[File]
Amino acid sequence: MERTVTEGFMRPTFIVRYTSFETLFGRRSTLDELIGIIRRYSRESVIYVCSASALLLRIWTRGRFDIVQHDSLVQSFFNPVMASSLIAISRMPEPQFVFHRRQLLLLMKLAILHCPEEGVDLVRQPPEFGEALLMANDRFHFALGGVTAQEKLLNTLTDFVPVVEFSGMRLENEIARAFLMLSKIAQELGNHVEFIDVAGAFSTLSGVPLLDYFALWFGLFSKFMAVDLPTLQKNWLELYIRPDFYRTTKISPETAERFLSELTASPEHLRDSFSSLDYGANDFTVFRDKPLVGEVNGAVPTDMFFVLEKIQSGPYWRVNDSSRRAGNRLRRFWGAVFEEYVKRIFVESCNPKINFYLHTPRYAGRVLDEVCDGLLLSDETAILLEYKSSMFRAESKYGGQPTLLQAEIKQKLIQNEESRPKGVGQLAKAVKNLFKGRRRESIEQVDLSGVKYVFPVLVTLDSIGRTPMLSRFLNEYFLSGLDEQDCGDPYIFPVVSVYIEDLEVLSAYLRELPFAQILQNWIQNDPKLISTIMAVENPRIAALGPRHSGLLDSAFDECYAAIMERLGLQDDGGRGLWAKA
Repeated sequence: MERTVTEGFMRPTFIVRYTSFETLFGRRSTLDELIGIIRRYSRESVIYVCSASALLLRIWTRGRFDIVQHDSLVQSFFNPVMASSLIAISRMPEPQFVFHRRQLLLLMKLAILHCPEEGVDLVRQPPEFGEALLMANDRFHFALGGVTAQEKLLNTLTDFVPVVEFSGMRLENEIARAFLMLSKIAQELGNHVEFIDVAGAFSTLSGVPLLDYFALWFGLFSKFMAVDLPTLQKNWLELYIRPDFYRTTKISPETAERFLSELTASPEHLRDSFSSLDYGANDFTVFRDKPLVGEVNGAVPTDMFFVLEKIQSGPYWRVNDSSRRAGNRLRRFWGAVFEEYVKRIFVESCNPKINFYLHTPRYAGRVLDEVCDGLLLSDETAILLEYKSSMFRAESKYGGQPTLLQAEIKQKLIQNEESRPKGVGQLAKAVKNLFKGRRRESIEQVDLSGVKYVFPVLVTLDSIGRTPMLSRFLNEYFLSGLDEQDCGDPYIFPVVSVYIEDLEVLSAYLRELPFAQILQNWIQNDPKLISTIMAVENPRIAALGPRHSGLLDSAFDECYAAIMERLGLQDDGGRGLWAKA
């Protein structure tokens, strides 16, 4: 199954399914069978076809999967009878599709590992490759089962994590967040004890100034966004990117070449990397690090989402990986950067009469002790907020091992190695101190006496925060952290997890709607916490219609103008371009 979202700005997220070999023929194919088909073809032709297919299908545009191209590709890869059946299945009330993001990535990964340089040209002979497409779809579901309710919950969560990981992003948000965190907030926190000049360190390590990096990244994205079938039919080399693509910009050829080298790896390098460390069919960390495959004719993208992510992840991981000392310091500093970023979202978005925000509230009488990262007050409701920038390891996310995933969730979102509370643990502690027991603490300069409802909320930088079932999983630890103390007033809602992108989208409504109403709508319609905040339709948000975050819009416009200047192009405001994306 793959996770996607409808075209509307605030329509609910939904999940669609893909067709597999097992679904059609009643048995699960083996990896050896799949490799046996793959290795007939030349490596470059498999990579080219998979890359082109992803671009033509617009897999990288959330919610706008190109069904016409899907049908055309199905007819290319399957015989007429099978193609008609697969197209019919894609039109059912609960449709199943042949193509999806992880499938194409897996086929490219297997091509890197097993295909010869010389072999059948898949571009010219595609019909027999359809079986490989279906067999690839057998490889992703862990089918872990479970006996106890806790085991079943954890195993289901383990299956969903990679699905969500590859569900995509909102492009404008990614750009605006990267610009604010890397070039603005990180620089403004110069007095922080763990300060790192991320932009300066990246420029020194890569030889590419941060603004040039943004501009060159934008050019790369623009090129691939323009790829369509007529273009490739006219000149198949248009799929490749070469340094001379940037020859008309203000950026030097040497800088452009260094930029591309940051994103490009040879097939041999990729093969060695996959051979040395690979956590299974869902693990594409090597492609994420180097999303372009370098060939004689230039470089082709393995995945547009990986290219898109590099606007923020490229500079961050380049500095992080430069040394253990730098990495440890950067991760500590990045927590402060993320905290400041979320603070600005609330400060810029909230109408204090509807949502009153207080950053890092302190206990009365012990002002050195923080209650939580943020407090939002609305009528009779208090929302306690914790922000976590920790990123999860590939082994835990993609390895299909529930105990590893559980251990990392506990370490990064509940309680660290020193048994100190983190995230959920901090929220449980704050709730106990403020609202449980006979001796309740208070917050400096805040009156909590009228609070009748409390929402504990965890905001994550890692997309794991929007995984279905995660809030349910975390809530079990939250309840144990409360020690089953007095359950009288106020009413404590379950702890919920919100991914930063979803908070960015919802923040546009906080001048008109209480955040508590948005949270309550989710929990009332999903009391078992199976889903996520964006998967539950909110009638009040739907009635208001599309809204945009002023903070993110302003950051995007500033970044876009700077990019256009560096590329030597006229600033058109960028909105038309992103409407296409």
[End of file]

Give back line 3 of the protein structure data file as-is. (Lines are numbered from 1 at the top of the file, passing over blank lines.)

């Protein structure tokens, strides 16, 4: 199954399914069978076809999967009878599709590992490759089962994590967040004890100034966004990117070449990397690090989402990986950067009469002790907020091992190695101190006496925060952290997890709607916490219609103008371009 979202700005997220070999023929194919088909073809032709297919299908545009191209590709890869059946299945009330993001990535990964340089040209002979497409779809579901309710919950969560990981992003948000965190907030926190000049360190390590990096990244994205079938039919080399693509910009050829080298790896390098460390069919960390495959004719993208992510992840991981000392310091500093970023979202978005925000509230009488990262007050409701920038390891996310995933969730979102509370643990502690027991603490300069409802909320930088079932999983630890103390007033809602992108989208409504109403709508319609905040339709948000975050819009416009200047192009405001994306 793959996770996607409808075209509307605030329509609910939904999940669609893909067709597999097992679904059609009643048995699960083996990896050896799949490799046996793959290795007939030349490596470059498999990579080219998979890359082109992803671009033509617009897999990288959330919610706008190109069904016409899907049908055309199905007819290319399957015989007429099978193609008609697969197209019919894609039109059912609960449709199943042949193509999806992880499938194409897996086929490219297997091509890197097993295909010869010389072999059948898949571009010219595609019909027999359809079986490989279906067999690839057998490889992703862990089918872990479970006996106890806790085991079943954890195993289901383990299956969903990679699905969500590859569900995509909102492009404008990614750009605006990267610009604010890397070039603005990180620089403004110069007095922080763990300060790192991320932009300066990246420029020194890569030889590419941060603004040039943004501009060159934008050019790369623009090129691939323009790829369509007529273009490739006219000149198949248009799929490749070469340094001379940037020859008309203000950026030097040497800088452009260094930029591309940051994103490009040879097939041999990729093969060695996959051979040395690979956590299974869902693990594409090597492609994420180097999303372009370098060939004689230039470089082709393995995945547009990986290219898109590099606007923020490229500079961050380049500095992080430069040394253990730098990495440890950067991760500590990045927590402060993320905290400041979320603070600005609330400060810029909230109408204090509807949502009153207080950053890092302190206990009365012990002002050195923080209650939580943020407090939002609305009528009779208090929302306690914790922000976590920790990123999860590939082994835990993609390895299909529930105990590893559980251990990392506990370490990064509940309680660290020193048994100190983190995230959920901090929220449980704050709730106990403020609202449980006979001796309740208070917050400096805040009156909590009228609070009748409390929402504990965890905001994550890692997309794991929007995984279905995660809030349910975390809530079990939250309840144990409360020690089953007095359950009288106020009413404590379950702890919920919100991914930063979803908070960015919802923040546009906080001048008109209480955040508590948005949270309550989710929990009332999903009391078992199976889903996520964006998967539950909110009638009040739907009635208001599309809204945009002023903070993110302003950051995007500033970044876009700077990019256009560096590329030597006229600033058109960028909105038309992103409407296409």